A bored audience is also not good. If you are presenting virtually, it is even more of a challenge. How do you keep the audience focussed when there are so many distractions in their environment? Creating content that is designed to be relevant and engaging is a crucial part of the planning process. Build moments of engagement into every presentation, especially if you are delivering it online. You could use humour, anecdotes and quotes in your content. If you are delivering virtually, you could use polls, breakout rooms and the chat function. Keep your audience listening, engaged and interested.

  1. Tone matters

We are training Millie to behave and we have noticed how responsive she is to our tone. When we want to encourage her, we add extra emphasis to the phrase “GOOD GIRL Millie”, and if she starts to pull on a slipper or nip at our shins, she hears a very firm “NO!” The change in tone catches her attention.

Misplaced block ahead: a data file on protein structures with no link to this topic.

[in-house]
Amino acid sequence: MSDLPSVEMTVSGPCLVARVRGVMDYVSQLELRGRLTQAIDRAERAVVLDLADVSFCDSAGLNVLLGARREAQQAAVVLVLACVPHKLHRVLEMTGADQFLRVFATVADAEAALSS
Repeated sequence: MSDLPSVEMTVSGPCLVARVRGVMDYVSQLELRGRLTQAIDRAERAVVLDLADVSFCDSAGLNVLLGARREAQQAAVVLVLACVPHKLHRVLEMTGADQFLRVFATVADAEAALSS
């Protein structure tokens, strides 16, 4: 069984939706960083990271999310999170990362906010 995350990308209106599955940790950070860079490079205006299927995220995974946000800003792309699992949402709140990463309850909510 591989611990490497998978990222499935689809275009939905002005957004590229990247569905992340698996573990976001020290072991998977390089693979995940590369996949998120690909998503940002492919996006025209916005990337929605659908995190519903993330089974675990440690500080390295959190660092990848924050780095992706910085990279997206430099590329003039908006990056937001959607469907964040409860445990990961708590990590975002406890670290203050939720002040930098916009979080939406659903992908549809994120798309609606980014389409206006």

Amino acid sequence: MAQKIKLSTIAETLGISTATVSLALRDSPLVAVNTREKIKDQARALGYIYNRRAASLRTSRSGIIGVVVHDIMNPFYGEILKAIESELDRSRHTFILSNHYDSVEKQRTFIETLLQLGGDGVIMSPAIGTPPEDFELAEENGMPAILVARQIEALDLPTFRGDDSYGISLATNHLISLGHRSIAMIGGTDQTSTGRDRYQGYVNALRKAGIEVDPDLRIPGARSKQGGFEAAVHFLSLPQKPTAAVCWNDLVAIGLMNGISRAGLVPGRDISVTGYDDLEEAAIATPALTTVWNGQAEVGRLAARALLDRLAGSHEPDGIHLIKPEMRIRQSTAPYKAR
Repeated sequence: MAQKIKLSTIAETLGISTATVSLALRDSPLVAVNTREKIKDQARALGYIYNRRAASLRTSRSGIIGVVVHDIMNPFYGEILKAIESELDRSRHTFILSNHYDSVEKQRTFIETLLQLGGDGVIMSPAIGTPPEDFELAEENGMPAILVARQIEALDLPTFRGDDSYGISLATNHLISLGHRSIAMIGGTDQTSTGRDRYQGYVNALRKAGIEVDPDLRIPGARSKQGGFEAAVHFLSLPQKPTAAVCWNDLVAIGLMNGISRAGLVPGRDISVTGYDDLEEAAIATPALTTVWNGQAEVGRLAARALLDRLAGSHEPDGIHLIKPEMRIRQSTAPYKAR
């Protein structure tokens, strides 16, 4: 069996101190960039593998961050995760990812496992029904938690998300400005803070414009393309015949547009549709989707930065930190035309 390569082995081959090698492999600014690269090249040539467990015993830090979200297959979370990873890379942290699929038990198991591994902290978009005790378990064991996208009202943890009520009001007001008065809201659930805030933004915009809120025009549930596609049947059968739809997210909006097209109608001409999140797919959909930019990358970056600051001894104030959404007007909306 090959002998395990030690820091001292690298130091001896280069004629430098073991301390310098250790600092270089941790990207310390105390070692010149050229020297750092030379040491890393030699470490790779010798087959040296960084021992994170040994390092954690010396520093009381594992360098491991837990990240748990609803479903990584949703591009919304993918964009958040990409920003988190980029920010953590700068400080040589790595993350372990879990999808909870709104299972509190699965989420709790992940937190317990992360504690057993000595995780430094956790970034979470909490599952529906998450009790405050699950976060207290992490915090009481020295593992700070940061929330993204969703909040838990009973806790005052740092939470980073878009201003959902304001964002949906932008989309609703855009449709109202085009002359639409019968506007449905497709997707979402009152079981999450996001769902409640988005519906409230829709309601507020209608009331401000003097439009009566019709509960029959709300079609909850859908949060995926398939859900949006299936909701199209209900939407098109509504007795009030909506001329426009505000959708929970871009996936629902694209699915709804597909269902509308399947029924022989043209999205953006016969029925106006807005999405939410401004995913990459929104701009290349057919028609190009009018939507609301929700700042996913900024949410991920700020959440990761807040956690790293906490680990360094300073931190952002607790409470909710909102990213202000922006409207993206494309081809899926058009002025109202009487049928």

Speaking in a monotone is guaranteed to have the audience reaching for their phones and switching off from your presentation. Click To Tweet

As speakers, we need to add vocal variety to our presentation, so that we can catch the audience’s attention. Tone is one way in which we can do this, as well as pitch, pace and pause. Speaking in a monotone is guaranteed to have the audience reaching for their phones and switching off from your presentation.

When you are preparing your next presentation, think of Millie! Your audience is central to everything you do, from the planning to the delivery. Ignore them at your peril!

Contact me to find out how I could help you with your public speaking skills.

#UnlockingPublicSpeakingConfidence

Is Training the Right Answer?

When an organisation identifies a challenge, very often training is proposed as a solution.

Sometimes it is the right solution, but not always.

Training for the sake of training is a waste of time, effort and money. For training to be effective, it needs to address an identified gap in knowledge, skills or attitude.